Interview: Kevin Tan
What role can public-private partnerships (PPPs) play in meeting the country’s infrastructure needs?
KEVIN TAN: The 75 big-ticket projects included in the government’s Build, Build, Build infrastructure programme are to be completed in the short term. However, certain studies argue that the Philippines needs to implement three times that number to meet the requirements and expectations of the population over the next 10-20 years. While GDP has grown at over 6% in recent years, and population growth has reached 2%, the Department of Public Works and Highways says that new infrastructure – for example, bridges and roads – has only increased by between 0.6% and 1% per year. As such, the projects announced so far pave the way for us to explore more growth opportunities to meet infrastructure demand. There are plenty of opportunities to implement projects through PPP agreements. Private companies have a high level of liquidity and are wellsuited to certain projects. Unsolicited proposals provide the fastest way to achieve this and private players take on the risks in the initial phases of these projects. This in turn allows the government to save money and time. A combination of official development assistance, PPPs and unsolicited proposals can help fast-track the country’s development efforts.
How can the country’s infrastructure development programme incorporate sustainable urbanisation principles and promote inclusive growth?
TAN: While the population has increased significantly since 2016, infrastructure spending has also accelerated, giving rise to a massive influx of people into the major cities. Economic development in rural areas and the creation of new urban centres has now become a viable initiative to spread wealth beyond Metro Manila. Roughly 38% of the country’s GDP is concentrated in the National Capital Region, but locations including Cavite, Cebu, Iloilo, and various areas in Mindanao are also experiencing significant growth. Infrastructure development is key to helping drive investment into new areas and promoting more inclusive growth. The development of new airports is a particular priority to help strengthen connectivity across the Philippines. For example, Cebu is located just 30 minutes by plane from most provincial locations in the country.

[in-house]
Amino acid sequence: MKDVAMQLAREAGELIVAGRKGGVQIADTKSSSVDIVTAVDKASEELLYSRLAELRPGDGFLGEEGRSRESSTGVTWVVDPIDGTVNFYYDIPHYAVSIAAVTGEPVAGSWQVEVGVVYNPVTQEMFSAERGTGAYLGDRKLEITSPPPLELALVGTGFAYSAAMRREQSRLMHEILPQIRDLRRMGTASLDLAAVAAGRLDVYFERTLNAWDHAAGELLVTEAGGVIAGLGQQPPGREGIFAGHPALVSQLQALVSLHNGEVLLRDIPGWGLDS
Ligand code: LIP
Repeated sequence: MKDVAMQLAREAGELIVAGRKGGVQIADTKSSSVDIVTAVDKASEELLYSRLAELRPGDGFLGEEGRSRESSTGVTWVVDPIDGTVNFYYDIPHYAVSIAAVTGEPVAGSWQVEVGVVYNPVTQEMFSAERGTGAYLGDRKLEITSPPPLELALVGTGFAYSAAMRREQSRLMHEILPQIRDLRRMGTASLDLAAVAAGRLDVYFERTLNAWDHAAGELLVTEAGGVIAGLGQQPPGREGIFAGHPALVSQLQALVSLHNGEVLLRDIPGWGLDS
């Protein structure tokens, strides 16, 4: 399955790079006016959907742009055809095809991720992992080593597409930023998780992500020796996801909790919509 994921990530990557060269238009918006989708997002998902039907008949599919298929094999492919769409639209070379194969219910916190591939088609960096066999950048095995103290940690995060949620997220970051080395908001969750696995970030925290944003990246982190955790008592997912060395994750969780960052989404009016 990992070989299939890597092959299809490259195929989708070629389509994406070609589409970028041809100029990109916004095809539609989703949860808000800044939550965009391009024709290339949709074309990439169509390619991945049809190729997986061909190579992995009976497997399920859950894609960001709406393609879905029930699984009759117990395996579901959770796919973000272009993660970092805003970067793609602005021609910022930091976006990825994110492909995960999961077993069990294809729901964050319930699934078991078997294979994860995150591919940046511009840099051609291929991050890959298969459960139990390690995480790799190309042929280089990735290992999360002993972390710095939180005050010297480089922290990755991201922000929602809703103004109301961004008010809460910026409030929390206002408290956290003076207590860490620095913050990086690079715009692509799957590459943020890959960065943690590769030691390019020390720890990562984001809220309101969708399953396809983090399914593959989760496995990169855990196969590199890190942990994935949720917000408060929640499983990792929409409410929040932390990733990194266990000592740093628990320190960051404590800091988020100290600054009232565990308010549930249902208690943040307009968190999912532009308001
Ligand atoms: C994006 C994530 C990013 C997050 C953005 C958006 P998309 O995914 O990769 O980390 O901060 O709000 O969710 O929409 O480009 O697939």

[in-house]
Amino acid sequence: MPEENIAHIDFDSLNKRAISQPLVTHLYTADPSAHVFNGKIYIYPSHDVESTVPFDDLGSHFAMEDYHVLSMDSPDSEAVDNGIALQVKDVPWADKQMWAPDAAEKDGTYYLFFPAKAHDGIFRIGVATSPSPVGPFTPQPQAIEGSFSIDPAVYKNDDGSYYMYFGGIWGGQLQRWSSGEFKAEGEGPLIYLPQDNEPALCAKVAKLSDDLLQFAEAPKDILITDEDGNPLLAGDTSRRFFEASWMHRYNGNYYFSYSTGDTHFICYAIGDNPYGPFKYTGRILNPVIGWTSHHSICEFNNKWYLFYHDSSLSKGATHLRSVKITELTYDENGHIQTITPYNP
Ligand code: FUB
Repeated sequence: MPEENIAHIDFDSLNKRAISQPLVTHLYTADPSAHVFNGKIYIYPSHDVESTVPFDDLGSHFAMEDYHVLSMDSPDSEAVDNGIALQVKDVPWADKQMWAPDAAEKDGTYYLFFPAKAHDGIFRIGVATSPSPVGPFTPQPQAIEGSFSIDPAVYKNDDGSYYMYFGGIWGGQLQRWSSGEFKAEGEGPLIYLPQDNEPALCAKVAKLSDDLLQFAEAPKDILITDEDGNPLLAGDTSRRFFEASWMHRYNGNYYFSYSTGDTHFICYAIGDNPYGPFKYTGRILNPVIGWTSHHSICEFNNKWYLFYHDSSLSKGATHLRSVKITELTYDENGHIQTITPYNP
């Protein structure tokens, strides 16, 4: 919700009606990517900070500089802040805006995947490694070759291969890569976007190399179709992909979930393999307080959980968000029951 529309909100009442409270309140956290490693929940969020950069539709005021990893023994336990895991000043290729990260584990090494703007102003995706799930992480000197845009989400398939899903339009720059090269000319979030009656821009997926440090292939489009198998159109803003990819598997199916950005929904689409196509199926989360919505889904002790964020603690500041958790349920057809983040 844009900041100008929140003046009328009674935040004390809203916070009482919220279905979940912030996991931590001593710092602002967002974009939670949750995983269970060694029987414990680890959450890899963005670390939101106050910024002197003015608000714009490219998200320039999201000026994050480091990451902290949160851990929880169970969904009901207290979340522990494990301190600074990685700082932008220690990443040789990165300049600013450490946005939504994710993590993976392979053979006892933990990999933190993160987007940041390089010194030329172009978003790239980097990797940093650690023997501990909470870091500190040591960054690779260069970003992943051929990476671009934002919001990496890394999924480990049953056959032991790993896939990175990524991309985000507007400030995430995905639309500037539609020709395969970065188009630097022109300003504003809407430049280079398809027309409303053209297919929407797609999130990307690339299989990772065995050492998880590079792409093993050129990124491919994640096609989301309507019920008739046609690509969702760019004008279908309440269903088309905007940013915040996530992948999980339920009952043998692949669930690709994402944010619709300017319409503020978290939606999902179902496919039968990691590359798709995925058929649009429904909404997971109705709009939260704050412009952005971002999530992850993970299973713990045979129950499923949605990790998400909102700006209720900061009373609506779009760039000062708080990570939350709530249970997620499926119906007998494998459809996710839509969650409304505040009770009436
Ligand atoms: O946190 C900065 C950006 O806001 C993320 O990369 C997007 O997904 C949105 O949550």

Which sectors can attract foreign investment and promote economic growth beyond Metro Manila?
TAN: The business process outsourcing industry has competitive potential and is generating economic activity across different regions. New office space, improved broadband capacity and a competitive labour force are all helping drive the growth of this sector. Cavite, Iloilo, Bacolod and Pampanga City, along with Clark, Cebu and Davao City, all provide attractive alternatives to Metro Manila, where the high price of real estate may affect profit margins. Through the continuous collaboration of the local government and the private sector, we will soon be able to develop a roadmap to help promote further growth. Tourism is another sector with huge growth potential. The Philippines hosted 7.5m foreign visitors in 2018, in addition to 97m domestic holidaymakers. Tourism from China, with its annual outbound tourism figure of over 130m travellers, represents a particular opportunity. We can take advantage of our geographical position, particularly through investment in new airports. The Philippines is only a four-hour flight from 75% of destinations in Asia and is expected to attract a total of 10m foreign visitors per year by 2023.
In addition to this, manufacturing presents an attractive business opportunity. The current global trade climate provides the Philippines with a bigger opportunity to become an integral part of the global supply chain. An expanded range of incentives will help attract manufacturing firms to the country, which boasts a large pool of labour and land that is available for new projects. Investment aimed at upgrading roads and ports will also help promote further development.
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